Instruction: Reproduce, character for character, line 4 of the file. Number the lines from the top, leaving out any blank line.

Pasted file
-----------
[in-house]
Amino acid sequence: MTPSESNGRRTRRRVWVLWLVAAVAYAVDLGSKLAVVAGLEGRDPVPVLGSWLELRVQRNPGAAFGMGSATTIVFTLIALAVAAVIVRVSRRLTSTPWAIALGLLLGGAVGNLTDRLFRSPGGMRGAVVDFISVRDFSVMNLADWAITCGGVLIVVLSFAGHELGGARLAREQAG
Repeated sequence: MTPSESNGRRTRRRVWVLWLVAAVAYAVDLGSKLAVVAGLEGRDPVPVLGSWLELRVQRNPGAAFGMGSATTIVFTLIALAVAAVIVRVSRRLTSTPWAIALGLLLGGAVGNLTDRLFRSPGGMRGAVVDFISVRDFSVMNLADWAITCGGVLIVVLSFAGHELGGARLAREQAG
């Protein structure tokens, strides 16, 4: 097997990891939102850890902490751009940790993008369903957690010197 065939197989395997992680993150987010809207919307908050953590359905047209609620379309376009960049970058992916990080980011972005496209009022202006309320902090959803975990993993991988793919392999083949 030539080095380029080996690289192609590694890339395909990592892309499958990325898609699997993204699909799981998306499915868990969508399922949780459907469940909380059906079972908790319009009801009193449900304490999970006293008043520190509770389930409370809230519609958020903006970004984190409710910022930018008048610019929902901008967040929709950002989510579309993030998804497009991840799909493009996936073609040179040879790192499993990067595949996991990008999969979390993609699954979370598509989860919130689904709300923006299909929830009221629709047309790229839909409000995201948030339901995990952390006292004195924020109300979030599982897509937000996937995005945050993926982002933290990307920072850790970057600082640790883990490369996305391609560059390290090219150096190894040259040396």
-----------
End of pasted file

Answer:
């Protein structure tokens, strides 16, 4: 097997990891939102850890902490751009940790993008369903957690010197 065939197989395997992680993150987010809207919307908050953590359905047209609620379309376009960049970058992916990080980011972005496209009022202006309320902090959803975990993993991988793919392999083949 030539080095380029080996690289192609590694890339395909990592892309499958990325898609699997993204699909799981998306499915868990969508399922949780459907469940909380059906079972908790319009009801009193449900304490999970006293008043520190509770389930409370809230519609958020903006970004984190409710910022930018008048610019929902901008967040929709950002989510579309993030998804497009991840799909493009996936073609040179040879790192499993990067595949996991990008999969979390993609699954979370598509989860919130689904709300923006299909929830009221629709047309790229839909409000995201948030339901995990952390006292004195924020109300979030599982897509937000996937995005945050993926982002933290990307920072850790970057600082640790883990490369996305391609560059390290090219150096190894040259040396």